Overlooked Red Hook petitions for bus service restoration
By Eric Goldschein
Brooklyn Daily Eagle
Two years after the MTA cut bus service to the Red Hook area and left the up-and-coming neighborhood without reliable public transportation, the community's leaders have had enough.
Yesterday, transit riders, elected officials and TWU Local 100 members submitted thousands of signatures to the MTA Board, requesting that the MTA and Gov. Andrew Cuomo work to restore the extensive transit service cuts that have left people throughout Southwest Brooklyn stranded at the curb. State Assembyman William Colton was one of several local politicians to pledge their support to the Red Hook bus restoration cause.
"The MTA’s budget woes of 2010 slashed public transit throughout the city so now we renew our fight," said Council Member Sara M. González of District 38 in a statement. "With Red Hook growing and becoming more vibrant by the day, we need more public transit options, not less."
Indeed, for a neighborhood that has risen from one of the worst neighborhoods in the country to a veritable hot bed of culinary delights and artistic endeavors, Red Hook was slighted in June of 2010 when the B37, B71, B75 and B77 were all eliminated, and the B61 route was extended to make up for the lost service. These losses, combined with the closure of the Smith-Ninth Streets train station due to construction, have caused much consternation among the area's approximately 11,000 residents.
"Once they extended [the route] to Park Slope, service became terrible, " said longtime resident and owner of the popular Lobster Pound restaurant Susan Povich. "The bus here gets crowded, it doesn't come on time, there's always problems.The MTA doesn't recognize the people that live in the area … and it doesn't recognize the number of people who moved to Brooklyn and commute to Manhattan."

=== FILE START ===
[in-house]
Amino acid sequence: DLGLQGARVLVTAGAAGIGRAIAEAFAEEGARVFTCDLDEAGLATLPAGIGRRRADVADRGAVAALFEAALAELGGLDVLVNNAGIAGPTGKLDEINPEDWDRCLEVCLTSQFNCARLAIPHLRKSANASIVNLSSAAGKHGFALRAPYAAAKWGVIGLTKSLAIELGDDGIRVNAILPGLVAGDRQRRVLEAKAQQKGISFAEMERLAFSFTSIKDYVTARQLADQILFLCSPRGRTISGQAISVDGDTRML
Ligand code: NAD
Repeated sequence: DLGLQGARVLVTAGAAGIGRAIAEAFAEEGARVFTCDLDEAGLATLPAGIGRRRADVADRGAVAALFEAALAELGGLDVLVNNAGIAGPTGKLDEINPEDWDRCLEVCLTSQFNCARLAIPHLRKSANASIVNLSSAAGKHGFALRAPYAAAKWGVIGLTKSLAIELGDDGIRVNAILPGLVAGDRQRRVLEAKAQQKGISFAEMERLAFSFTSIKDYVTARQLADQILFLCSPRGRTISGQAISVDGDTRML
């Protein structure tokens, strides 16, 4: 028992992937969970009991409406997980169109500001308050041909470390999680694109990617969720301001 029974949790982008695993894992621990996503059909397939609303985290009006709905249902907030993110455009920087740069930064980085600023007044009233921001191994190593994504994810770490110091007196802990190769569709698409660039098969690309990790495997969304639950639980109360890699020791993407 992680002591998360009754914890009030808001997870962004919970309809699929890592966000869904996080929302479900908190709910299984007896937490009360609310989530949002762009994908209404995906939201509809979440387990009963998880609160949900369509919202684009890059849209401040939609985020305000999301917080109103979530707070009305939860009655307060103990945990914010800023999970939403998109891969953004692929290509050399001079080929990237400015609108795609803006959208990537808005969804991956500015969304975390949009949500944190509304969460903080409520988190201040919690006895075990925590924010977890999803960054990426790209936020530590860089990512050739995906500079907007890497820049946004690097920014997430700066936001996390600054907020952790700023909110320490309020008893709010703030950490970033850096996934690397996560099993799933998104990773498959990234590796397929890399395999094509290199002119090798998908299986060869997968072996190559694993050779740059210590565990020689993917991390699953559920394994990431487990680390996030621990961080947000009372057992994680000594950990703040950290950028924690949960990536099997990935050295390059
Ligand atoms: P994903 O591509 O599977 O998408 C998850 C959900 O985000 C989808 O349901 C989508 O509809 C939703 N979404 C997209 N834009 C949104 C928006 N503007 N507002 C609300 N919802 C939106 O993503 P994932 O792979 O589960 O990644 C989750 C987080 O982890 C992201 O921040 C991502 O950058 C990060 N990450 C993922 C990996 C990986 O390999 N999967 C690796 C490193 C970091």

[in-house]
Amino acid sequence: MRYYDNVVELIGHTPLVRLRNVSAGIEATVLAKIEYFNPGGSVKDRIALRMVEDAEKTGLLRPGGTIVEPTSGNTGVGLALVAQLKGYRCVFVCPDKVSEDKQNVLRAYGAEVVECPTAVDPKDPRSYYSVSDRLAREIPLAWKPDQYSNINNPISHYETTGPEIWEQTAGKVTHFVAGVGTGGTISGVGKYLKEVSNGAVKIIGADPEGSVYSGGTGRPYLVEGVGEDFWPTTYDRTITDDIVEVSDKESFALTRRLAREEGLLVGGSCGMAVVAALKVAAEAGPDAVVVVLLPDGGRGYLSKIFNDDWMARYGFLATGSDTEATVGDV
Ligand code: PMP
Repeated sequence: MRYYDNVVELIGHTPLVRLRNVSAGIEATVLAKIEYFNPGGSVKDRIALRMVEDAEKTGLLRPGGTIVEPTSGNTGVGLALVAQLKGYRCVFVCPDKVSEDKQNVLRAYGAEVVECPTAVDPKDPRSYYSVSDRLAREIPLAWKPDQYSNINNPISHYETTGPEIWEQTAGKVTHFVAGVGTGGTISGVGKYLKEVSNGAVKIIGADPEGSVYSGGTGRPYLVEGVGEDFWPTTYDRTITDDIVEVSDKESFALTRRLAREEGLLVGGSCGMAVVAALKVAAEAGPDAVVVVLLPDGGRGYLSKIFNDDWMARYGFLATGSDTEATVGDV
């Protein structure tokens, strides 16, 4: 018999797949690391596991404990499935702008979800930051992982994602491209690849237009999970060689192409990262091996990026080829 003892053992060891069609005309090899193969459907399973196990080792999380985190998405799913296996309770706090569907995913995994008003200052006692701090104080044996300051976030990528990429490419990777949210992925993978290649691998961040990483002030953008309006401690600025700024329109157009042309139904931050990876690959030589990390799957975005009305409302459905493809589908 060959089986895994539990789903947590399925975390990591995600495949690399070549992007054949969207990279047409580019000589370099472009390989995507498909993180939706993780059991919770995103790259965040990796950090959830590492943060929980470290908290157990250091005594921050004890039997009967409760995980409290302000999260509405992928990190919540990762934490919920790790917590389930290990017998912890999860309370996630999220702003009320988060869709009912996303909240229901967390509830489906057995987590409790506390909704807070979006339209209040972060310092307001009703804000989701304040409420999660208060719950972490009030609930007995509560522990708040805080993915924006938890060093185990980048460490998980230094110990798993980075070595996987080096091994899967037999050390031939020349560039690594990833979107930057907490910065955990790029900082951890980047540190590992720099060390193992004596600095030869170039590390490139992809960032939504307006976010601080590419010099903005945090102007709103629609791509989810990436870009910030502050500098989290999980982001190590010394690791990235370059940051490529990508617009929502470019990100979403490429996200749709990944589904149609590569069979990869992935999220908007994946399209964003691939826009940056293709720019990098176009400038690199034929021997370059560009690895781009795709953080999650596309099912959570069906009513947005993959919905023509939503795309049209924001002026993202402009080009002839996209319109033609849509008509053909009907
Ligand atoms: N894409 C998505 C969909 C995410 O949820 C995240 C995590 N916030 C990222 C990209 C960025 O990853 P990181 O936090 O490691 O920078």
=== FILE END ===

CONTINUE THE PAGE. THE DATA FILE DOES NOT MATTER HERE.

"It's abysmal. Criminal, really," said Florence Neal, resident and co-founder of the Kentler International Drawing Space on Van Brunt Street. "[Customers are] very angry, often, as they've had to wait for an hour to get here. It has hindered business for all of us. People have a bad experience and we want to make sure that people come back, and there's no other way in and out of here."
Neal also noted that the poorer residents of Red Hook, home to Brooklyn's largest public housing units at the Red Hook Houses, feel the brunt of this lack of service. "There's issues with kids in the projects, who are late for school. They can't go visit other museums and things because they can't get on the subway. It's an issue for the whole community."
Povich and Neal are backed up by the numbers. According to a report published by Brooklyn elected officials and community groups in Dec. 2011 called "Next Bus Please," only 43 percent of B61 buses arrive on time in peak hours —down almost 20 percent from before the cuts.
Overcrowding on pulbic transportation is another issue facing Red Hook residents. The Red Hook Houses are home to 5,000 New Yorkers who now must stuff themselves into late-arriving B61s if they want to ride the bus in their neighborhood. Eighty-one percent of the B61 riders surveyed at 4th Avenue and 9th Street use that bus to commute to and from Red Hook.
With the closest subway station closed for the foreseeable future, other transportation options for area residents are extremely limited. "Most people ride their bikes, including me," said Povich. "But you get killed riding a bike on Van Brunt Street there are tractor trailers, it's a narrow street, there's no bike lane. We also had other ideas, like the trolley, but that's gone nowhere. The MTA just doesn't think about us."
According to the petitioners, bringing back service along the old B77 route would cost the MTA $2.3 million annually. MTA spokesman Charles Seaton said that the massive service cuts were "forced on us by factors beyond our control," but added that they were "constantly looking for opportunities to restore service."
Between perturbed locals who watch multiple buses pass them by in the mornings and outsiders looking to patronize the area's restaurants and cultural outposts, it seems that Red Hook — emotionally and economically — is taking a big hit on behalf of the MTA's troubled budget.